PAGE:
African Love Grass a threat

INVADER: David Goggin showing the African Lovegrass infestation of a rocky outcrop his paddock.

INVADER: David Goggin showing the African Lovegrass infestation of a rocky outcrop his paddock.

There was a time when African Lovegrass ranked low on Monaro farmers’ concerns.  

But now the introduced species is spreading to areas previously thought free, threatening prime grazing land and pristine bush, while posing a bushfire risk.

African Lovegrass had a minor presence on farms north of Cooma during the 1930's, but it's dominating presence on grazing properties and adjacent bush country has been highlighted since the droughts which blighted the area during the 1980's.  

The apparently contradictory nature of the grass, is that despite it’s rampant growth following the smallest fall of rain, when it is green, stock find it quiet palatable.

But, as landholder, David Goggin, “Billilingra”, Cooma, pointed out, after the first frost, there is absolutely no value in the plant for his stock.

“We get good grazing when it is green after summer rain, but nothing during the winter,” he said.

And indeed, the dominant growth of African Lovegrass completely obliterates native species as easily as the introduced sub-clover and phalaris species which also provide superior grazing.

Further, the rampant growth of the non-native specie which has so easily adapted to conditions on the Monaro, and is now spreading to adjacent regions is creating hazardous bush fire conditions.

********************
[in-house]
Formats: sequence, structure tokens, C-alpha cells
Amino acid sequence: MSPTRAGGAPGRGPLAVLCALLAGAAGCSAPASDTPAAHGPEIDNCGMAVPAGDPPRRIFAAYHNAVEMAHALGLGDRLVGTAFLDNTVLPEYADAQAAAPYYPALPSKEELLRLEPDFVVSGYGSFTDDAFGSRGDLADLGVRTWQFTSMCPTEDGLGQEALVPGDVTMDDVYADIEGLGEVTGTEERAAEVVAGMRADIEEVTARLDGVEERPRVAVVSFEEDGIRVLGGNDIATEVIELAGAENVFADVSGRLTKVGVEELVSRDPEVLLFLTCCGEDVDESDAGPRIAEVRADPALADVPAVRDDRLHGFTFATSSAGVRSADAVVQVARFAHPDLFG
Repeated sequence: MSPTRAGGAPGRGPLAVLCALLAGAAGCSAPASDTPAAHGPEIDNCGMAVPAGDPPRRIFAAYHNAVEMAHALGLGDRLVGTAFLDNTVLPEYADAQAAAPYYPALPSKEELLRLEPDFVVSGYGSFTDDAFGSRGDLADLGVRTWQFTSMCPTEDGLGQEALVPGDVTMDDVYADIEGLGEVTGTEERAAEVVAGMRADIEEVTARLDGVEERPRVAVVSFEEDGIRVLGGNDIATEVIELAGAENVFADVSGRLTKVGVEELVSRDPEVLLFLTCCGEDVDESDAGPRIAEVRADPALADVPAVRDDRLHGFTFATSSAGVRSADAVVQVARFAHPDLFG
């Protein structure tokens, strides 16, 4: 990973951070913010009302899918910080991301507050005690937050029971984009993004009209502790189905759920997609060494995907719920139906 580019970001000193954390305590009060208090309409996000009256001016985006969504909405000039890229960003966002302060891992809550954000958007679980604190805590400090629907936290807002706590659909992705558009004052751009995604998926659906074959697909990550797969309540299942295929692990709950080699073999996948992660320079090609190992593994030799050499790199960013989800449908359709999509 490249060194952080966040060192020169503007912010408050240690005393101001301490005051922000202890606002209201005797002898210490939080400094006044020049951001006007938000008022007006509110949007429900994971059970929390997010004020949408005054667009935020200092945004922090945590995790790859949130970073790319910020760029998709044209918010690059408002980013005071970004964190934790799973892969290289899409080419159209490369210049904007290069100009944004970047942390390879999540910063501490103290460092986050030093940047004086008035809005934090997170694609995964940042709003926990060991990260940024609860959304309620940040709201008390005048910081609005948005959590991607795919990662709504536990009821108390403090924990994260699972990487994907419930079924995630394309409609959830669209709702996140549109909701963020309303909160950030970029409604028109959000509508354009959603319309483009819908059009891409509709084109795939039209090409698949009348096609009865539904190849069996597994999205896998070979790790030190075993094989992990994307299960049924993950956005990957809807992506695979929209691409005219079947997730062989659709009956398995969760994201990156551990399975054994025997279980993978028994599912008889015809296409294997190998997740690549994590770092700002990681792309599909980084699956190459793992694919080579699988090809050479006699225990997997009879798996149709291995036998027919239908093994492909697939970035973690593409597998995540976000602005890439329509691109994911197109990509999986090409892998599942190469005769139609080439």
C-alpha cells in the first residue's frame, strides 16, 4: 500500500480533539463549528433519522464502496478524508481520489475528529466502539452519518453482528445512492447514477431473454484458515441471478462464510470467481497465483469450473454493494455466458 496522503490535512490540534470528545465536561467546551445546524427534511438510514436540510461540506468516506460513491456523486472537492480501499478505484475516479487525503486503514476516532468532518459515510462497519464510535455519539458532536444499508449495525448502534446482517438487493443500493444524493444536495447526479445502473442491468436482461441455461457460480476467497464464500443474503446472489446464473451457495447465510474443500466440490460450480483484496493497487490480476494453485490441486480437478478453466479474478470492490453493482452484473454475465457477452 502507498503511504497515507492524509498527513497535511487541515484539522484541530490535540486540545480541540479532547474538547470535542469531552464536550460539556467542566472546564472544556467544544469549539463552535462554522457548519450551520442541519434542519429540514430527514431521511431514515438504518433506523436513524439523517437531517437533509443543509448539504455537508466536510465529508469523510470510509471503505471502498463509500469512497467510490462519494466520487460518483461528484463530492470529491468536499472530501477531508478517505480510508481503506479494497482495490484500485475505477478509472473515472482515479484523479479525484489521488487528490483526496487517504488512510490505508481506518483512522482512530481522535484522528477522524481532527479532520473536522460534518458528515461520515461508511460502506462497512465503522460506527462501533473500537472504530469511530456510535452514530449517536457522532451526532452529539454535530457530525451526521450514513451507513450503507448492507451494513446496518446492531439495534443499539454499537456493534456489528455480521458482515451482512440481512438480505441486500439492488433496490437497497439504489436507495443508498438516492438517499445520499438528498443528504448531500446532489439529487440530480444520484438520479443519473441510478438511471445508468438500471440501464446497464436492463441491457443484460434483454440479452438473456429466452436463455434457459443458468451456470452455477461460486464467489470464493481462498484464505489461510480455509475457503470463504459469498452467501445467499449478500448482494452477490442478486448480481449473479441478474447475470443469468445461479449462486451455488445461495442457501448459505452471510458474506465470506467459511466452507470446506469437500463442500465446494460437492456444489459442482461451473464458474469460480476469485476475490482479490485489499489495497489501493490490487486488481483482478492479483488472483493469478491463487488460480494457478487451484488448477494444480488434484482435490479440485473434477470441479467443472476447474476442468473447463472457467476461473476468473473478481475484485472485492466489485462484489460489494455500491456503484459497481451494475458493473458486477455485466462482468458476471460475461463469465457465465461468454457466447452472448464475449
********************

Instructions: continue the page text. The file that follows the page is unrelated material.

According to information provided by NSW Rural Fire Service, Monaro District Officer, Cooma, Fred Nichols, “there is the potential to have a fire anytime during the year.”

“We now have a 12 month bushfire season because of the African Lovegrass,” he said.

We now have a 12 month bushfire season because of the African Lovegrass- Fred Nichols

“Unlike other grass fires, Lovegrass fires are extremely hard to fight, and especially under windy conditions, but also because it burns in three stages and at different speeds.”

Mr Nichols noted those three stages as (1), burning the top of the plant, (2) burning the stem and (3) continue burning to the ground.

“But the single biggest risk is re-ignition, as the fire can start at any time even though it might be thought to have been fully controlled,” he said.

“Sheep numbers have decreased by at least 50 percent, due to difficulty in taking ewes through the winter.”​

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